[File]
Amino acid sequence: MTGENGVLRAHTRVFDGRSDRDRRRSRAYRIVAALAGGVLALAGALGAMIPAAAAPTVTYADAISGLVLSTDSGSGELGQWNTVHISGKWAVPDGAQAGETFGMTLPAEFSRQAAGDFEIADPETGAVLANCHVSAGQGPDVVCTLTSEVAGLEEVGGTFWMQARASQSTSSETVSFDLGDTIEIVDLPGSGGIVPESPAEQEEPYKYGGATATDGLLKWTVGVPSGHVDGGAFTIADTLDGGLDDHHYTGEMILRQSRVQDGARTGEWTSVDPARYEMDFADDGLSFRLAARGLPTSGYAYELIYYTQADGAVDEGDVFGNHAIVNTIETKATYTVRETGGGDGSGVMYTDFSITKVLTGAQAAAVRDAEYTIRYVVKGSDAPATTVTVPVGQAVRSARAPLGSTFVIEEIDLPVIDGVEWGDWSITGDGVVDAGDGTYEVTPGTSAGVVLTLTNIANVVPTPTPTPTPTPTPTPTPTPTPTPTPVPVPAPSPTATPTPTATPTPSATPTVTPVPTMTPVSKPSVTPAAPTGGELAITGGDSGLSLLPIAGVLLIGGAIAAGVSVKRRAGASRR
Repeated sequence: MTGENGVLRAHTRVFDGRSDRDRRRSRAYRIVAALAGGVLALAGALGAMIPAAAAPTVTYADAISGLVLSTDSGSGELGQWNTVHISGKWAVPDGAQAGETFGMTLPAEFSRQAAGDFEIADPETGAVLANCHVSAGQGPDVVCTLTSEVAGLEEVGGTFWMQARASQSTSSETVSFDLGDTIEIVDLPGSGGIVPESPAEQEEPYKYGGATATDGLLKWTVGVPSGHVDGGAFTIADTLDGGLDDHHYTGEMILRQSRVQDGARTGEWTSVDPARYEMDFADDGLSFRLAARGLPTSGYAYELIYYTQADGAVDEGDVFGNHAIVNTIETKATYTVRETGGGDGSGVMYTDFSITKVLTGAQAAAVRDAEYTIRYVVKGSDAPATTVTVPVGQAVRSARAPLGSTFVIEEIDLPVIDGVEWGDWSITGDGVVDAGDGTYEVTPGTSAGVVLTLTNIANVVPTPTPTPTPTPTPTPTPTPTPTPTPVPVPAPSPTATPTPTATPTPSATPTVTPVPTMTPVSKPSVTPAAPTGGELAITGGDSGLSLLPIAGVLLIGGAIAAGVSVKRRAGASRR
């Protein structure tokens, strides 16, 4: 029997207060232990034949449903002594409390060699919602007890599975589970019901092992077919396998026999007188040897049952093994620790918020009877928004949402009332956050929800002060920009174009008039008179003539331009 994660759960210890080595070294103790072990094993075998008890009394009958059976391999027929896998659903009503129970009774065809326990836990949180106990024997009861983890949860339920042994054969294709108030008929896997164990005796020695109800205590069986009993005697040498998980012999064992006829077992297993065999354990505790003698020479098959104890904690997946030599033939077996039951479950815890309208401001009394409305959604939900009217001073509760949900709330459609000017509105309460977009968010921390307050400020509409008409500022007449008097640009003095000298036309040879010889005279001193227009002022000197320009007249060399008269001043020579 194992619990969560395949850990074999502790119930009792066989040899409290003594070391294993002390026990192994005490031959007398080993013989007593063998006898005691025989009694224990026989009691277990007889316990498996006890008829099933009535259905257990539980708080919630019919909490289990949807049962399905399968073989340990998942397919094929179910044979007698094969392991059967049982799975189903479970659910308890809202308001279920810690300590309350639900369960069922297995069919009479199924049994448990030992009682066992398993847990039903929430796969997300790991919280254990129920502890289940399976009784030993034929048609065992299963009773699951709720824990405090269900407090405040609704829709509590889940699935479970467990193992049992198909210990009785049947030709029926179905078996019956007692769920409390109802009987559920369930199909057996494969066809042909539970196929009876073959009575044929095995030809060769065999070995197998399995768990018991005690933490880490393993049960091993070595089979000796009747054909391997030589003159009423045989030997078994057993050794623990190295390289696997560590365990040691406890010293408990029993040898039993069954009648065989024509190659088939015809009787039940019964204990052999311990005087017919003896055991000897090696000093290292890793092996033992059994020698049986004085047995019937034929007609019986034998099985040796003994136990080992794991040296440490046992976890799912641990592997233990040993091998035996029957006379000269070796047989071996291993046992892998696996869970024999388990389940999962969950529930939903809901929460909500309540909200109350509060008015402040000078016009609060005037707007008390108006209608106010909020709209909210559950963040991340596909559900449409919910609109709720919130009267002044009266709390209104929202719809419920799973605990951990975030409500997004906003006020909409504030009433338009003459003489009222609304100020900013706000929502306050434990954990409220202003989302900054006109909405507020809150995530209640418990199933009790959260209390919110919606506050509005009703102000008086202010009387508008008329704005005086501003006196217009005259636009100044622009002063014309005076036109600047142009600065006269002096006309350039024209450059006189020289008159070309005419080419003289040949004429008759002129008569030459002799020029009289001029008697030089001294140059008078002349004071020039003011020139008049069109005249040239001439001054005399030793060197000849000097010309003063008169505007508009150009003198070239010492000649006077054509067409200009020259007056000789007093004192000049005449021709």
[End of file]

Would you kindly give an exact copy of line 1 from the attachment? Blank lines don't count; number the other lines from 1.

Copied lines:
Amino acid sequence: MTGENGVLRAHTRVFDGRSDRDRRRSRAYRIVAALAGGVLALAGALGAMIPAAAAPTVTYADAISGLVLSTDSGSGELGQWNTVHISGKWAVPDGAQAGETFGMTLPAEFSRQAAGDFEIADPETGAVLANCHVSAGQGPDVVCTLTSEVAGLEEVGGTFWMQARASQSTSSETVSFDLGDTIEIVDLPGSGGIVPESPAEQEEPYKYGGATATDGLLKWTVGVPSGHVDGGAFTIADTLDGGLDDHHYTGEMILRQSRVQDGARTGEWTSVDPARYEMDFADDGLSFRLAARGLPTSGYAYELIYYTQADGAVDEGDVFGNHAIVNTIETKATYTVRETGGGDGSGVMYTDFSITKVLTGAQAAAVRDAEYTIRYVVKGSDAPATTVTVPVGQAVRSARAPLGSTFVIEEIDLPVIDGVEWGDWSITGDGVVDAGDGTYEVTPGTSAGVVLTLTNIANVVPTPTPTPTPTPTPTPTPTPTPTPTPVPVPAPSPTATPTPTATPTPSATPTVTPVPTMTPVSKPSVTPAAPTGGELAITGGDSGLSLLPIAGVLLIGGAIAAGVSVKRRAGASRR